The Algona Upper Des Moines from Algona, Iowa on September 28, 1892 · Page 4
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The Algona Upper Des Moines from Algona, Iowa · Page 4

Algona, Iowa
Issue Date:
Wednesday, September 28, 1892
Page 4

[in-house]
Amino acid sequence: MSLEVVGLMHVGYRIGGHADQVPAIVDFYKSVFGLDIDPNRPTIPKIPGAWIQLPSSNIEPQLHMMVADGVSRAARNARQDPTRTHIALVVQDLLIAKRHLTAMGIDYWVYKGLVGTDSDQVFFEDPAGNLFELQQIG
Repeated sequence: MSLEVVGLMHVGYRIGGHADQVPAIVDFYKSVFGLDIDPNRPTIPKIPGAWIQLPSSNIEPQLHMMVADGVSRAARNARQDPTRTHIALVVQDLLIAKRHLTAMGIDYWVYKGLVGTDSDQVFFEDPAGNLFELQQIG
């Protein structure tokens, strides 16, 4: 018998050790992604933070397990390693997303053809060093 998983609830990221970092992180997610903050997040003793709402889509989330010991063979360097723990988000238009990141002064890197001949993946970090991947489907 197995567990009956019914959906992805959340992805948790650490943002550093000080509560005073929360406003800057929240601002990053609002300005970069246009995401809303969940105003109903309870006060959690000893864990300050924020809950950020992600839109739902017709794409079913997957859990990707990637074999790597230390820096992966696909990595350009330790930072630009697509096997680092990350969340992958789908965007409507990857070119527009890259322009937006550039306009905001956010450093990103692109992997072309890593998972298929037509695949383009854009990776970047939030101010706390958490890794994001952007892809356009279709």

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THIS UJPPEH MS MOINE& ALGONA, IOWA, SEPTEMBER 28 Upper Des Moines BY 1NGHAM & WARREN. Term* of the Upper DCS Moines: Onecopy, one year ti.50 Onecopy.six months J» One copy, three months 40 S«ntto any address at above rates. Remit by draft, money order, express order, Ot postal note at onr risk. Sates of advertising sent on application. REPUBLICAN NOMINATIONS. NArroSAf/. For President BENJAMIN HAHRISON For Vice President WHITBLAW REID STATE. For Secretary of State...,\V. M. MCFARLAND For Auditor of State C. G. MCCARTHY For Treasurer of State BTRON A. BBESON For Attorney General JOHN Y. STONE For Railroad Commissioner.. .G. W. PERKINS CONGRESSIONAL For Member of Congress J. P. DOLMVER JUDICIAL. For District Judge LOT THOMAS COUNTY. For County Recorder M. F. RAND ALT. For County Auditor C. M. DOXSEE For Clerk of Courts B. F. CROSP. For County Attorney J. C. RAYMOND For Supervisor (long term) W. J. BURTON For Supervisor (to fill vacancy).. .C. C. CHUBB mong the most vivid of American tort stories. Garland id ah interest- ng talker, full of eager enthusiasm and ossessing the art of story telling. [is pictures of the dark side of western arm life are perfect. He gives enough lat is cheerful to satisfy the demands f art, but he is after all apropogandist, nd there is a motive behind his work, 'he rough experiences of pioneering ave burned themselves into his memo- y and his stories show how he must ave rebelled against the hard lot of is parents while he was still a farm and. His latest story, "A Little Torsk,'' is largely a Dakota picture, nd the blizzards, and hot winds, a fid esolation are portrayed in vivid olors. With all the gloom, however, ith which he invests farm life, his tories are fascinating and his place in merican literature is assured. His ame is a credit to Iowa. Calls for Caucuses. Sherman—Union Caucus—There will be a union caucus of the electors of Sherman township at the Center school house on Saturday, Oct. 1, at 7 p. m., for the purpose of nominating a township ticket. (Signed) Henry Curran and Max Miller, chairmen. A VKW FACTS TO DIGEST. We have tried in vain thus far to interest the Courier in the issues of the campaign. It has positively refused to discuss the figures of New York's democratic labor commissioner as to the effect of the tariff on wages, and we presume it is of no use to present the later reports of the commissioners of 'Massachusetts and Indiana, both of •which sustain the former. It has even refused to refer again to its prediction made a year ago that a boy's clothing would cost §100 more a year after the McKinley bill went into effect. It has said nothing about the report of the senate finance committee on labor and the cost of living, although Senators Carlisle and Harris both signed it, and the noted free trader, Edward Atkinson, was one of those who conducted the investigation. And last it has failed to even refer to the letter of that great democratic scholar and author, George Ticknor Curtis, in which he denounces the democratic platform, 'and affirms the position of Jefferson and Jackson that a protective tariff is constitutional. Now it is not likely that the Courier will ignore the issues al through the campaign, and we make one more attempt to draw out our reti cent champion of free trade. Here are three propositions that should prove i red rag. First, the McKinley tariff did .not in crease the cost of commodities to the consumer. The Courier is respectfully challenged to deny this and produce iti articles. Second, the McKinley tariff out off in 1892 over one hundred and fifty million of imports in the dutiable list. That is our manufacturers had that much greater a market in 1892 than in 1890 and so the tariff has benefitted their without increasing the cost of wha they sell. Third, as a result of the McKinlej tariff and reciprocity our imports o articles on the free list have increasei over one hundred and ninety-two mill ions. That is, we have bought tha much more in 1892 than we did in 189 of goods which do not injure our toam • producers, and have therefore by <o>ve fifty millions of dollars enlarged iou foreign market. Here then we have in a nutshell fmom the figures of the chief of the govern ment bureau of statistics the net e-ffec of the present tariff. It has given th home manufacturer the home market largely increasing his business; it ha given the farmer a very much large foreign market for his produce; it ha benefitted all classes without increasin the cost of the necessaries of living All statistics show that business ha« increased in volume, that wages hav gone up, that the cost of living has gone down, and that new industries have been developed. We hope this showing will arouse the Courier, and that it will now giv its reasons for believing that protectio is a fraud on labor and is unconstitu tional as its national platform asserts If it wants further figures to digest, th following item may prove suggestive The McKinley tariff reduced the reve nues of the government $51,307,650 year. The revenue collected by tari in 1892 was $2.67 per capita. That i less than for any year since 1863. I 1880 it was $3.62. AN IOWA AUTIIOH. Des Moines visitors last winter migh have Been a plainly dressed young ma in one of tho state library alcoves bus ly engaged in writing, and not hav dreamed that they were looking Hainltn Garland, Iowa's first author note. Ho was then engaged on hi "Spoil of Office," which has to do wit Des Moines and our state legislation Last week he was in Sioux City speak ing for the people's party and lecturin on the Henry George single tax, an while there was interviewed by th ; Journal, telling many interesting inc: dents in his career. He was born i Wisconsin, but came early to Winne shiek county and later to Howard coun ty, spending some years near Oaage Then he followed his father to Dakpt and took a claim. These three loca tions furnish the scenes for his noi famous "Main Travelled Eoads, roducers, out of whose pockets he has made the fortune he travels on. A SIGN OF THE TIMES. A few weeks ago B. W. Haggard sub- cribed for the London Times, the great nglish "thunderer," with a view of earning English sentiment about merican politics. In the last issue a olumn and a half editorial is devoted o reviewing the presidential contest nd wo have taken pleasure in clipping he following paragraph. The Times ays that tho democrats 'rightly or wrongly, appear to believe that tie discontent created by the sharp rise in rices which undoubtedly took place on the iassage of the McKiuley law still subsists n sufficient volume to enable them to dis- ard protection altogether: and at Chicago hey formally pledged their party to the policy of a revenue for tariff purposes only —a policy which is indistinguishable from ree trade. The republicans have hastened /o join battle upon the Issues thus present- d to them, and the whole swarm of i-epub- ican orators will doubtless follow the lines et out by President Harrison for theii guidance, and denounce their adversaries or the next couple of months as the nemics of American industry, commerce, ind trade. If they cannot bring forward >etter arguments in support of their con- xjntion than those employed by their chief, he democrats ought to have an easy victory n the controversy, whatever may be their 'ortune at the polls." This statement by the Times shows ivhat a foreign observer thinks of the .ssues, and where the sympathies o ihe great London Times lie. GETTING WISDOM AT HOME. Mr. Hubbell of Des Moines has foum out that a man can learn something a 1 lome even at the end of a trip around the world. Mr. Hubbell is one of Dee Moines' millionaires. At this distance it is safe to make known that his mono, has largely resulted from monopolies o one kind or another, and .all-arounc sharking." He is the exclusive own er of the Des Moines water works, hav ing induced the city council there U give him an exclusive franchise. holds other equally monopolistic ad vantages in the capital city. HI started 30 years ago without anything and has made all his fortune here in Iowa. Now Mr. Hubbell is one of thos benevolent capitalists who believe ii free competition in every business bu his own, and who want the right of f re contract preserved to everybody bu those who buy what he has to sell. H visited England while he was gone an bought three suits of clothes at $1 each and had no sooner set foot on hi native heath than he advertised th fact, and stated further that the sam suits would cost $55 each in Des Moines One of the things he has learned that he is mistaken about this to be gin with, for the Register offers to du plicate the suits at half the price. Bu the most important idea that has take possession of him since tho Registe and Capital reviewed his interview i that where clothes are cheap othe things are likewise cheap, and whil Mr. Hubbell is interested very much i cheap clothes which he does not pro duce he is not interested in cheap cit water, gas, and railway rates which h does furnish to his neighbors. Whil Mr. Hubbell was telling how cheapl he got his clothing in London he .foi got to say that water rates are less tha one-third what they are in Des Moines gas rates less than one-third, an charges on the railways there muc less than on his Des Moines & North western. And so it happens that i spite of high priced clothing Mr. Hub bell has prospered in Dos Moines, an so it happens that the land of chea clothing had no attractions for him and that he was pleased to again Ian in Iowa and to retain his permanen residence in Des Moines. Mr. Hubbe will probably not find time to answe the queries put to him by the papei about his desire to return home. Wh did ho not stay in London, wher clothes are so cheap? If cheap clothe are so important what paradise couk compare with the English capital And why did he find on the America bound ship so many leaving the land of cheap clothes to get to this countr of high prices? Mr. Hubbell will no answer those by word of mouth, but hi actions will answer them. And the, announce in no uncertain terms tha Mr. Hubbell, as a matter of fact, is no looking for a country of cheap prices a all. He wants a country of high prices and then he wants it arranged so tha he and his brother millionaires ca ship in the products of cheap labor fo themselves, and so "shark" it on th 1 Des Moines producers, who pay th high prices for Mr. Hubbell's monopo lies. Such is the broad-minded and statesmanlike view of a man wh boasts of saving a few dollars on' a j§ui x of clothes at the expense of the loca \ Aer. i/ / * * PRESIDENT HARRISON'S statesman^ ke discussion of southern elections did ot appear in our last issue and we pub- sh it this week. SO much has been aid about force bills that it is interests ng to know what republican success dually stands for. The president's ords cannot fail to appeal to the sober bought of all fair minded people as ise and temperate, while his stand or an honest ballot, a " free vote and a air count" ought to win him the cor- ial support of every patriotic citizen. Thomas Jefferson wrote a letter in 816 in which he said: "And that to be in- ependent for the comforts of life we must abricate them ourselves. We must now •lace the manufacturer by the side of the gricnlturist. The former question is sup- iressed, or, rather, assumes a new form, ihall we make our own comforts or go vithout them at the will of a foreign na- ion? He, therefore, who is against domestic manufacturers must be for reducing is either to dependence on that foreign na icn, or be clothed in skins and live like vild beasts in dens and caverns. I am not me of these. Experience has taught me hat manufacturers are now as necessary jo our independence as to our comfort; and f those who quote me as of a different ipinion will keep pace with me in purchas- ng nothing foreign, where an equivalent of lomestic fabric can be obtained, without regard to difference of price, it will not be iur fault if we do not soon have a supply at lomo equal to our demand, and wrest that veapon of distress from the hand which las wielded It." The State Register, noting the item about A. B. Cummins being tho lirst express messenger to run into Algona, says: It can be added that Mr. Cummins is as proud of the record he made as express messenger as he is of the great success he ias made in Des Moines." arrie Lane Chapman. Later she married e rich George Washington Catt of WMtt- gton, but instead of adding Catt to her volved name she still signs herself Carrie ^ane Chapman. Not that she hud any version to Catt, but because she isn't nough In love to find any euphony in the Edition of his name to her present accumu- ation. The democratic Carroll Sentinel says: J. J. Ryan, the democratic nominee for ongress in this district, made many friends t the meeting here Tuesday last. Demo- rnta were pleased to note that he was a man able to cope with Dolliver although he ad not had the advantages in the way of duration that his opponent has had. _>pcaking immediately after Gpv. Boles, who was designated by a listening republican as the best campaigner in Iowa if not in he whole west, it showed Mr. Ryan's apabilities that he was able to hold the nterest of the audience, and not only keep lie attention, but to elicit shouts of ap- ilause and cries of ' go on' from his enthu- iastic hearers." The State Register has challenged \ M. Hubbell of Des Moines to put one of is $15 London suits up against a $7.50 suit to be boueht in the city. Gen. Weaver has been rotten egged several times in the south, and Mrs. Weaver was hit in the face at one meeting as she sat on the stage. Neither free speech nor a free ballot are consistent with the bourbon idea of a free country. Bourke Cochran, the great Tammany orator, said in his famous speech at the Chi cago convention: "I believe it was the gentleman from Massachusetts, Gen. Col lins, who declared that there was no demo crat in the union who would vote agains that ticket, but there are behind him two heroes whose deeds have not escaped thi attention of history, two heroes who havi led the union armies to victory, and who have never made faces at the vanquished foe and they will tell you here, comrade; who fought with them, heroes who sus tained them, and heroes who fell by theii side—they will tell you that the soldier vote of New York—of which there is at least 25, 000 democratic—will not support the nomi nation of Cleveland and did not support him in 1888." One of Bro. Ryan's sentences in hi Carroll speech was as follows: "In th face of all their corruption Harrison wit! the cheek of a South Chicago bullfrog, toll the world that the Lord elected him. I that was not blasphemy gone mad it woul let the people out of a mighty bad job. [Laughter.] The Carroll Herald says: " One hon est farmer who heard Jimmy Ryan, Doll: vers 1 opponent, speak at the Boies rally wanted to know if that fellow wasn't som escaped clown from Barnum's show whic had been here the previous Saturday. H laughed himself hoarse when told that Jim my was a candidate for congress." The last Webster City Herald says " Congressman Dolliver was in town Sa' urday night enroute to Port Dodge, from Jewell. He delivered an address to an im mense crowd at Jewell Saturday night, an of course it was a mastei-piece of eloquence Mr. Dolliver Is very sanguine over the oui look for his party this fall and says tha Iowa is certain to roll up an old time repub lican majority. On being asked about con gressional affairs in this district he though that the republican party would have large majority and said that he expected t carry his full party vote. He spoke ver, highly of his opponent, Mr. Ryan, sayin that ho was a young man 'Of ability. Wit Dolliver and Kyan as candidates fo congress there is no probability that th .contest in this congressional district wi degenerate into a personal warfare." The Webster City Freeman says "J. J, Ryan, democratic nominee for coil gressman from this district, was in th city Saturday looking after his politico fences and laying his wires where the; would do the most good. He is a dappe gentleman, smooth as oil and slick a grease, and there is no good reason why h should not poll his full party vote," All that the Dubuque Telegraph cai say in defense of the democratic plank de manding u removal of the tax on stat bank money is this: " Nor is it certain tha revival of ' wild-cat' issues was the purpos of the committee which prepared and report ed the eighth plank to the convention What the real purpose was we do not as sumo to say, for no authoritative explanation of it has yet been made." The New York mugwumps, who ar after Commissioner Peck, ai'e getting into a whole bushel of trouble. Peck now says "I will give them certified transcripts o 20,000! cases of increased wage and production this week, and I intend tc give them over 89,000 before I am through. 1 Peck is mad clear through and he says hi will make the free traders sick .of hi statistics. _ Johnson B.'gham says "Evolution like poker, can have a limit. Take Miss Carrie Lane (;f Des Moines, now of the new state of Washington. She married Leo Chapman anc} thereafter signed her name college, Des Moines, arrived Saturday - ' ' ' charge of one of the irtment in our public evening to take first primary de to .. .Miss at her school. Miss Wilkinson comes highly recommended from Algona^ where she had been teaching the past three vears .. .Julius Chrisehsky has sold his residenco in Algona and will move *" this city and build here.... Katie Wernert spent Sunday home in Algona. An indignant Palo Alto citizen tells of the county fair at Emmetsbtirg. He says: I have attended the fair: examined the horses—it did not, take long as there were but very few. All seemed to be satisfied with their premiums- well they might as there was no com' petition. The cattle were conspicuous by their absence; hogs, ditto. Sheep- well, there was a fine exhibit of two. I believe there were five hogs. What an exhibit for Palo Alto county. And then the floral hall, or agricultural hall nee horsestable or by whatever name you may please to designate it. What an exhibit for a county like Palo Alto. It looks as though our agricultural society was progressing backward. . Johnston, the Minneapolis bicycle 'ider, made a mile in 1:5G>£ at Independence last. week. It took a fast running horse to keep up with him. F. M. Hubbell of Des Moines, who ias taken the best roasting ever given in owa, is president of the Equitable Life Insurance company of Iowa. Lafe Young publishes one of its cards which says on one side " Patronize a home intitution and help build up Des Moines" and on the other side " Do not send your money east for life nsurance." And here Hubbell is bragging about geting three suits of clothes in London. Hugh O'Donnell, leader of the Homestead strikers, has been refused bail and is ,n prison on the charge of murdering a Pinkcrton detective. Gen. Sickles, the bluff old New York democrat, said last week at Washington: " I know President Harrison. He was a brave soldier. Ben Harrison sent no substitute to the front. He went himself and did some effective fighting. I have personal knowledge of his bravery on several occasions." Gen. Slocum, who said Cleveland cannot carry the soldier vote of New York, was present and approved Sickles' words. Cleveland in his letter speaking of the money supply uses this phrase, " but whatever may be the form, national or state," etc. This seems to mean that he considers that the democratic policy intends a return to state bank money. It is his only reference to the kind of currency he favors, and is an endorsement of the platform. Cleveland's letter of acceptance was published yesterday. It is rather brief and is largely on the tariff question. Senator Jas. F. Wilson says he not be a candidate for another term. will THE MONTH'S MAGAZINES. The October number of Scribner's Magazine begins a group of articles on "The World's Fair at Chicago," with a picturesque description by C. H. Bunner of "The Making of the White City." Mr. Bunner looks with appreciation and surprise on the wonderful transformation which a year has made in the waste and desolate sandy plain which has now become the " site of such a group of buildings as has never before been assembled for such a purpose, on such a scale, within such a time, and in such conditions." A series of illustrations by W. T. Smedley illustrates this striking transformation. Franklin MacVeagh, one of the best-known merchants of Chicago, will write on " Chicago's Part in the Fair" (November number). IN THIS NEIGHBORHOOD. J. M. Elder had on exhibition at the county fair 30 varieties of Hancock county apples. Estherville Vindicator: Mrs. C. D, Pettibone of Algona visited over Sunday with the Metzgar family. John Cronholm has quit buttermak- ing at Fairville and joins Lou Thorson in a hardware store at Armstrong. Miss Anna Richmond of Armstrong, late teacher in the Algona schools, has gone to Massachusetts to be gone ayear. Old Mr. Goodrich, father of H. L. Goodrich of Spirit Lake and a one-time resident of Kossuth, died last week at his son's home. The new town of Armstrong beats the world on banks. A fourth one is going in. A gentleman by the name of Burns has let the contract for the erection of a building to be used for this puspose. Elmore Eye: Prof. Frank M. Chaffee, principal of the Northern Iowa Normal and Commercial school at Algona, was an Elmore visitor last Saturday, Mr, Chaffee was rustling in the interest of his school. score cups. Al. Adams greets Whittemore's new paper as follows: We are glad to welcome the new venture into this field of frosty newspaper surroundings and hope that it may be long in the land and the ideals of the editor be realized. Hancock Signal: Company F of Algona captured all the prizes offered at the Sioux City encampment of the Fourth regiment, Iowa state guards. Capt. Edens took a handsome gold medal for making the best rifle and the team won two silver Hurrah for the Algona militia boys. Conductor W. Winebrenner was the recipient of a present from his fellow conductors at Eagle Grove the fore part of last week in the shape of a solid silver lantern, costing$100, that for beauty and design is ahead of anything ever carried by a conductor on the Northwestern road. The body of the lantern is handsomely chased with designs in wreaths. Three globes of different colors, each representing the various promotions in a railroad man's career, accompany it. Emmetsburg Democrat: Miss Wilkinson, who has been attending the primary training school at Caflanan GEN. WEAVER'S TRIALS. Mrs. Mnry tease Writes of the Outrages In the South— Women Insulted and Meetings Broken Up In a letter to the Inter Ocean, Mrs. Lease, the famous people's party orator, says: The spirit of lawlessness evoked and fostered by the organized democracy of tho towns and cities of the south has become so intolerant that it de mands the attention of law-abiding, God-fearing people everywhere. Free speech and a fair count of the ballot are arrogantly and openly denied. Within the past few days the southern chivalry of Georgia in the democratic clubs o Waycross, Albany, and Macon resorted to mob violence, and incited and en cournged by the democratic press o the state, indulged in hoodlumfsm anc vile language and conduct that woulc put to shame the natives of an uncivil ized community. At Columbus a determined effort to break up a third party meeting wai suppressed only because the farmeri were in the majority. At all non-demo cratic meetings held along the line o railroads, great crowds of thugs and rowdies from the large citius arc shipped in to create riot and provoke bloodshed. At Macon the right speech was denied to Gen. J. B. Weaver the presidential nominee of the peo ple's_ party, and the young men's demo cratic club, 300 strong, preconcertedly marched to the meeting and aided i the disturbance and abetted the chival ric rowdies in their disgraceful proceed ings. Mrs. Gen. Weaver, who ac companied her husband, and who is prominent " white ribboner," and love ly, Christian gentlewoman, was assault ed and driven from the balcony of th Hotel Lanier by rotten eggs thrown a her by the Macon chivalry. The may or of the city was invoked in vain. Th police stood, in with the mob an laughed and encouraged them. A committee consisting of the chah man of the democratic club, Dr. Nu mally of the Presbyterian university and the Methodist pastor wept and im plored me to address the mob and quie the demon that had been evoked an lift the odium of disgrace from thei city, but no human voice could be hear above the roar of the democratic wil beasts that held possession of the cit all night. At the state capital the disgracefu scenes of Macon were twice repeated i the presence of the governor of Georgi and with an organized police fore powerless or unwilling to prevent law lessness, culminated in a frenzied, mac ly yelling, democratic mob, who woul not permit an announcement, and open ly signified their intention to suppres free speech by violence. Mob law pre vailed and that demon of intoleranc that prompted the frenzy of Sumpte and brought the despair of Appomat tox stalked through tho city of Atlan ta. That the shedding of innocen blood might be averted Gen. Weave and his party left the state yesterda to resume the campaign in North Caro Una and Virginia. The political lines in Georgia ar tightly drawn by the so-called organ ized democracy in the cities as agains the populists of the rural population As 75 per cent, of the population o Georgia are agriculturalists, it follow that they are demanding a cessation the rein of terrorism and the suppres sion of lawlessness. With a fair coun of the ballot this fall the death kne of democracy will sound. MRS, MARY LEASE. BLOODSHED AT SPENCER, Our Western Neighbor tho Scono o a Race War-lUotous Negroes the Rampage. SPENCER, Sept. 21.— There is grei excitement in this city and a prospec for a wholesale lynching of negroes Last night there was a bloody battle i the streets between negroes and whit men, in which one man was killed an a dozen wounded. A gang of negroe started in to run the town and for som time terrorized the inhabitants an had things all their own way. Finall the sheriff and city marshal succeede in getting together a posse of citizen to put a stop to the lawless acts of th negroes. The officers met the rioter on the main street and a sharp fi<rh ensued, over fifty shots being fired They were driven back and scores o citizens came out to join in the pursuit for Was s °m time until the negroes, seeing that the could not escape, turned on their piu ?^™ *S d , a fle «;ce hand-to-hand struggle ,„„ u -ii , and several othor were badly hurt. The desperate ne groes used revolvers, stones, a " but the white men proved too them, and five were captured, whiL the others succeeded h ' many were in favor of prisoners on the spot. > streets, lynching thj It was with in mil. the were not was placed about length the crowc on — talk of lynching was Friends of those hurt in the nen ight are thirsting for vengenfe. THE FOBOEBiLL. 'resident Hitr-rlson's Wise Wo Southern Elections—A. tlve, 1'roposnl. In his letter of acceptance Preside larrison says: in my last .essage to congress 1 said: "•! | ntertain the hope that it is possible to ecure a calm, patriotic consideration f such constitutional or statute hanges as may be necessary to sem/ he choice of the officers of the govern' ment to the people by fair appointments' and free elections." I believe it would je possible to constitute a commissic* non-partisan in membership and cofc' >osed of patriotic, wise and impartial men, to whom a consideration of th questions of the evils connected with our election systems and methods misht >e committed with a good prospect nf securing unanimity in some plan fai removing or mitigating those evils Tim constitution would permit the selection of the commission to be vested in thn supreme court, if that method would rive the best guarantee of impartiality This commission should bo chareed with tho duty of inquiring into the the whole subject of the law of elections as related to the choice of officers of the national government, with a view to securing to every elector a free and unmolested exercise of the suffrage and as near an approach to an equality of value in each of the ballots cast as is attainable. The demand that the limitations of suffrage shall be found in tho law and only there, is a just demand and no just man should resent or resist it. It seems to me that an appeal to our neop_le to consider tho question of readjusting our legislation upon absolutely fair non-partisan lines might find some effective response. Many times I have had occasion to say that laws and election methods designed to give unfair advantages to the party making them would some time be used to perpetuate in power a faction of a party against the will of the majority of the people. Of this wo seem to have an illustration in the recent state election in Alabama. There was no republican ticket in the field. The contest was between white democrats. The Kolb party say they were refused the representation guaranteed by law upon tne election boards, and that when the courts by mandamus attempted to right this wrong, the appeal could not be heard until after the election made the writ ineffectual. Ballot boxes were thrown out for alleged irregularities or destroyed, and it is asserted on behalf of one half, at least, of the white voters of Alabama, that the officers to whom certificates have been given were not honestly elected. There is no security for the personnel or political rights. The power of the states over the question of the qualification of electors is ample to protect them against the dangers of an ignorant or depraved suffrage, and the demand that every man found to be qualified under the law shall be made secure in the right to cast a free ballot and to have that ballot honestly counted cannot bo abated. Our old republican battle cry, " a free ballot and a fair count," comes back to us, not only from Alabama but from other states, and from men, who, differing from us widely in opinions, have come to see that parties and political debate are but a mockery, if, when the debate is ended, judgment of honest majorities is to be reversed by ballot box frauds and tally sheet manipulations in the interest of the party or party faction in power, These new political movements in tho states and the' recent decisions of some of the state courts against unfair apportionment laws encourage the hopes that tho arbitrary and partisan election laws and practices which have prevailed may be corrected by the states, the law made equal and nonpartisan, and the elections free and honest. The republican party would rejoice at such a resolution, as a healthy and patriotic local sentiment is the best assurance of free and honest elections. I shall again urge upon congress that provision be made for the appointment of a non-partisan commission to consider the subject of apportionments and elections in their ref- lation to the choice of federal officers. IN THE MARKET. Algona'a Young Men Who MUstMar- ry In Vivo Yehi-s—A GoodfcJlMilce. The Livermore Gazette tit reporting the Peterson-Hart weMing gives the names of the members of our local matrimonial association. They are a fine lot of young men and the fact that they, lose their money if they don't findsome one in five years makes them all keep. their eyes open to the main chance. The Gazette says: Among the large and useful list of wedding presents war one which should have special mention. It was a roll of bills representing P tied with a blue ribbon, sent from Algona. It appears that Mr, Peterson M of a somewhat speculative turn of mlna, and as soon as he went to Algona ne was invited to join a matrimonial league composed of ten men, being himself, W A. L. Eist, B. W. Haggard, B. H. MU- lor, H. E. Rist, Will Haggard, C. & Matson, Pearl Pugh, Leo Pugnet ana J. W. Sullivan. The object of this association was to help the others in case of marriage, each being assessed PJ; whenever a member Tl stepped OB. Mr. Peterson's speculative- mind ft" once grasped the situation and he W belonged to the league several W° when he announced that an assessnw would be in order in his case, ana » was accordingly made. Hence a W wedding present. Tit for Tot. Courier: " It is a noticeable and perhaps significant fact that THE UW** DES MOINES ignores Mr. Raymond » its printed ticket. We would suggest to our contemporary that it would »w» better to hoist Mr. Raymond's nanw with the others no matter how it W feel toward that gentleman." . • It is a noticeable and perhups W flcont fact that the Courier ignores Sullivan in its report of the democi convention. We would suggest w contemporary that it would la'*.'! to mention Mr. Sullivan's nomM with the others np master bow H i feel toward that gentleman-